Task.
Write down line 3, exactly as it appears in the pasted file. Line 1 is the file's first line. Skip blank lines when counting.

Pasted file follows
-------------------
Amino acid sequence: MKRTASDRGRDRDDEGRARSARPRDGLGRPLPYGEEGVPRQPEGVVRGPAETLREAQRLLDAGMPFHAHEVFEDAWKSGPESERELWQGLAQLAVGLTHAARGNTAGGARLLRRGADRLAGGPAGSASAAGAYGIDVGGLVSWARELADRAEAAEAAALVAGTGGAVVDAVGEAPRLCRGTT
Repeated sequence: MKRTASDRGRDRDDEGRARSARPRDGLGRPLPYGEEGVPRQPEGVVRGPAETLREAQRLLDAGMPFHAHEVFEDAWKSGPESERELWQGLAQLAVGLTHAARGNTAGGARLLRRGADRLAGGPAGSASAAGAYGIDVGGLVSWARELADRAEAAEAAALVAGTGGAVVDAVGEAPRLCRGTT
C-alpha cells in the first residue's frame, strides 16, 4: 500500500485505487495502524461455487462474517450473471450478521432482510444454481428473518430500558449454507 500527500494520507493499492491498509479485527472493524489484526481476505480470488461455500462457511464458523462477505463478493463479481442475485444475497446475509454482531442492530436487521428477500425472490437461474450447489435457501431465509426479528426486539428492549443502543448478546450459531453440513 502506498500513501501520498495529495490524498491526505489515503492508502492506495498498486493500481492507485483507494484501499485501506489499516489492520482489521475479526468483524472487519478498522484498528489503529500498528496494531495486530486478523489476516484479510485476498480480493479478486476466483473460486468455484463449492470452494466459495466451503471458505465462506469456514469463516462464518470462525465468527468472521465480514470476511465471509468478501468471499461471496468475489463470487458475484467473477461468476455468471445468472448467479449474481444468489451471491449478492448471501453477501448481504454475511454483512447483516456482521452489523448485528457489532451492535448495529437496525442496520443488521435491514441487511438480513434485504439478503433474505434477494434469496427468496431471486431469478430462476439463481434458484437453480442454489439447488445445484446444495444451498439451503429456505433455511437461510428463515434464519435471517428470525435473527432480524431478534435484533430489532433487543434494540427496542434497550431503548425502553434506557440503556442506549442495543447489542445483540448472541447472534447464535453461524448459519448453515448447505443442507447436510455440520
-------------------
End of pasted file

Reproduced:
C-alpha cells in the first residue's frame, strides 16, 4: 500500500485505487495502524461455487462474517450473471450478521432482510444454481428473518430500558449454507 500527500494520507493499492491498509479485527472493524489484526481476505480470488461455500462457511464458523462477505463478493463479481442475485444475497446475509454482531442492530436487521428477500425472490437461474450447489435457501431465509426479528426486539428492549443502543448478546450459531453440513 502506498500513501501520498495529495490524498491526505489515503492508502492506495498498486493500481492507485483507494484501499485501506489499516489492520482489521475479526468483524472487519478498522484498528489503529500498528496494531495486530486478523489476516484479510485476498480480493479478486476466483473460486468455484463449492470452494466459495466451503471458505465462506469456514469463516462464518470462525465468527468472521465480514470476511465471509468478501468471499461471496468475489463470487458475484467473477461468476455468471445468472448467479449474481444468489451471491449478492448471501453477501448481504454475511454483512447483516456482521452489523448485528457489532451492535448495529437496525442496520443488521435491514441487511438480513434485504439478503433474505434477494434469496427468496431471486431469478430462476439463481434458484437453480442454489439447488445445484446444495444451498439451503429456505433455511437461510428463515434464519435471517428470525435473527432480524431478534435484533430489532433487543434494540427496542434497550431503548425502553434506557440503556442506549442495543447489542445483540448472541447472534447464535453461524448459519448453515448447505443442507447436510455440520